Going over to the orient, we took the Arizona over to Japan. I had a nice trip. All that a man wanted, everything was cheap there, a dollar in Japan, what a swell time that I had. I know one time that I had some coupon with me. I tried to pass it as a currency and got away with it. It was a pretty good dry goods store. I brought me a suitcase and some silk shirt, then I hand the coupon over to a man, and he gave me cash in money. Oh I got away with lots of things there. . . [but] they were looking for me. I had a first class ticket to San Francisco on the Shingo Maru. I was on the boat. The boat was moving slowly out of the harbor. I was safe on board. Its [sic] a grand old time in Japan. A sailor has a girl in every port. It is true by the way. … I hope that some day things would make a little change in life (pp. 23-25).
It is clear that G.M. was asked to share his autobiography as a cautionary tale, although how or even whether his story was shared isn’t known. He ends his account with this:
It doesn’t paid to go crooked. It paid to go straight. . . . I always have been crooked by cards or dice or some things worst than that. But they will get you in the long run. Thats [sic] went tears happy to fall and you will forget your friend, think of your father and mother before you start pulling off anything. I’m not ashamed to said that I’m sorry for what I had done. I’m here to paid it all. I’m going on the straight path from now on. I deeply realize for what I done. I’m a boy who never had a schooling in my life (Folder 33, Part II, p. 25).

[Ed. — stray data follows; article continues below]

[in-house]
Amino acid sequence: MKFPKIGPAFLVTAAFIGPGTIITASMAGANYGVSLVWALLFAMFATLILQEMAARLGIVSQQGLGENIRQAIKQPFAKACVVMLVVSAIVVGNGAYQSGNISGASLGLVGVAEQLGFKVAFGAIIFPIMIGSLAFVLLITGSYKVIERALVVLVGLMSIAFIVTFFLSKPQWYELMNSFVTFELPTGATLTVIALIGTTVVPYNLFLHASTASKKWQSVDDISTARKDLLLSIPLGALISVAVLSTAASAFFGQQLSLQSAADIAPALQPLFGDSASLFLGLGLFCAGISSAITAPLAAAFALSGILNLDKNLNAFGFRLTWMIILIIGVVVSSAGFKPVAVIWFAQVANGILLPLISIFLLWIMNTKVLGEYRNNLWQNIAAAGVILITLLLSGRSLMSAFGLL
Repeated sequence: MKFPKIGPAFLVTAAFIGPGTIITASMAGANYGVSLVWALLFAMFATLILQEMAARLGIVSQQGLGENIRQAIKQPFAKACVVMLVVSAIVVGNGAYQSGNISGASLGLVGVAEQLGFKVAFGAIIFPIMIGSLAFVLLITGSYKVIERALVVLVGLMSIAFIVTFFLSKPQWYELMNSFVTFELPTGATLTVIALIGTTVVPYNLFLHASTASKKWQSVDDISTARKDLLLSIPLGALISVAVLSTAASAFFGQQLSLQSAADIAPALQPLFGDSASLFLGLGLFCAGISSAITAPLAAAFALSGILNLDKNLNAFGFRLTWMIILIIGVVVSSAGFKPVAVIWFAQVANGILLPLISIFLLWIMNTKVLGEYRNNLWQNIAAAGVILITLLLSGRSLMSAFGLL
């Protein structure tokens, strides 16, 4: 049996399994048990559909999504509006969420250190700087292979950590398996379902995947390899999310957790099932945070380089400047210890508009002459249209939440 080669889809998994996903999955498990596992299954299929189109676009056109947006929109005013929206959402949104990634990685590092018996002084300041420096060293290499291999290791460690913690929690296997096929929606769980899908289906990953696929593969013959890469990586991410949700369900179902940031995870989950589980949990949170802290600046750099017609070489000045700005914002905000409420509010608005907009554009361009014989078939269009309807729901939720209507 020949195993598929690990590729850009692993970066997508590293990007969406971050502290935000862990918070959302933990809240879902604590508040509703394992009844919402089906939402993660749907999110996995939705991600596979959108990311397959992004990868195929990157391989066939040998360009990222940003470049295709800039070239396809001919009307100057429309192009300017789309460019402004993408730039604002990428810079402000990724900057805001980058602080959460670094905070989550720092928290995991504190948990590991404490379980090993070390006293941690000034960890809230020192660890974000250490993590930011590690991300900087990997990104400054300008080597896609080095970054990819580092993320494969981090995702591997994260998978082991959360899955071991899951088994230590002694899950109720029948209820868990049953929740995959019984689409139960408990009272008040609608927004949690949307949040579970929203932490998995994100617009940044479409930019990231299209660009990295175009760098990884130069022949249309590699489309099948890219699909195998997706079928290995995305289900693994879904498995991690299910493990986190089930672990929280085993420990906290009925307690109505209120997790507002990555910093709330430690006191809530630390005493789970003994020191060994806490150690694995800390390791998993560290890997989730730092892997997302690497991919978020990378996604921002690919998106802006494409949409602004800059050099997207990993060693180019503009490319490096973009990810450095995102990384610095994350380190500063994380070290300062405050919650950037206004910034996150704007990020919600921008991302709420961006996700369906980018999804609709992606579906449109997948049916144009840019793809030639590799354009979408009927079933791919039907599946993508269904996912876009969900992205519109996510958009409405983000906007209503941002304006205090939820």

Romanzo Adams, in his large and distinctive script, wrote G.M.’s name on the document and placed it in the files.
UH’s Social Sciences
It’s easy to forget that Romanzo Adams and Stanley Porteus were contemporaries, in large part because Porteus and his Psychological Clinic rarely are mentioned in RASRL papers and because the Clinic and Porteus himself, although affiliated with the University, never seemed quite of the University. In a report, Porteus details how busy his Clinic has become: